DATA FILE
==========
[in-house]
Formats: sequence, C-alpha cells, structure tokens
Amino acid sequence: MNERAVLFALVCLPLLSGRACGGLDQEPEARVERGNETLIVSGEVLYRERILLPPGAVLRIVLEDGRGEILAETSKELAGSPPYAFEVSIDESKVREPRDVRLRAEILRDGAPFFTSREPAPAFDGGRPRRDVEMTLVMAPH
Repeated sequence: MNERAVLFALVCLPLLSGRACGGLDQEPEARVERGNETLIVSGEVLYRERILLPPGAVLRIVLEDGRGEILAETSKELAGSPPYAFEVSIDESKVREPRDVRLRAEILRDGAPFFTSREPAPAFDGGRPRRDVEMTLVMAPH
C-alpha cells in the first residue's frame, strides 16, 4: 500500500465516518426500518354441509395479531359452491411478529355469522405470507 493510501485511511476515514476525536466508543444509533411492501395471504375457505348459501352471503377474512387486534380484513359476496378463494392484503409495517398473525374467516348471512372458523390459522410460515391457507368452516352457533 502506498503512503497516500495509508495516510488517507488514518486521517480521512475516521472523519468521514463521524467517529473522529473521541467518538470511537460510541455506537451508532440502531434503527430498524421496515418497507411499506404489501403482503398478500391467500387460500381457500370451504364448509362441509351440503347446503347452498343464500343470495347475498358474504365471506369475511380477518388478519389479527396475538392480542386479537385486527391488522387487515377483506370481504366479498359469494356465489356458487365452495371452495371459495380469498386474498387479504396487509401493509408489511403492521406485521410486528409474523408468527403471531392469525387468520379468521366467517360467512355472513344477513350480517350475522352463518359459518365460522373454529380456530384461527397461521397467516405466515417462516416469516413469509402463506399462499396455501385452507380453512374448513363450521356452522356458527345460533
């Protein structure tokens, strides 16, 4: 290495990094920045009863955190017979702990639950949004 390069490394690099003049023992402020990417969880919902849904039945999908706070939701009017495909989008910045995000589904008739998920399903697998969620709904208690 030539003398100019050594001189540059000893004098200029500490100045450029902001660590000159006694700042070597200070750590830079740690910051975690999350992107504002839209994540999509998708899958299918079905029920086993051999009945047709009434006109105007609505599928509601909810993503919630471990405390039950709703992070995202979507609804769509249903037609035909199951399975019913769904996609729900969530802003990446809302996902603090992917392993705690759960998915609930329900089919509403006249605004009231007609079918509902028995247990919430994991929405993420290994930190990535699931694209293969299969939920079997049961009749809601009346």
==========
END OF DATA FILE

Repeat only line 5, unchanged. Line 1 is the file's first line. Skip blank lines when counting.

C-alpha cells in the first residue's frame, strides 16, 4: 500500500465516518426500518354441509395479531359452491411478529355469522405470507 493510501485511511476515514476525536466508543444509533411492501395471504375457505348459501352471503377474512387486534380484513359476496378463494392484503409495517398473525374467516348471512372458523390459522410460515391457507368452516352457533 502506498503512503497516500495509508495516510488517507488514518486521517480521512475516521472523519468521514463521524467517529473522529473521541467518538470511537460510541455506537451508532440502531434503527430498524421496515418497507411499506404489501403482503398478500391467500387460500381457500370451504364448509362441509351440503347446503347452498343464500343470495347475498358474504365471506369475511380477518388478519389479527396475538392480542386479537385486527391488522387487515377483506370481504366479498359469494356465489356458487365452495371452495371459495380469498386474498387479504396487509401493509408489511403492521406485521410486528409474523408468527403471531392469525387468520379468521366467517360467512355472513344477513350480517350475522352463518359459518365460522373454529380456530384461527397461521397467516405466515417462516416469516413469509402463506399462499396455501385452507380453512374448513363450521356452522356458527345460533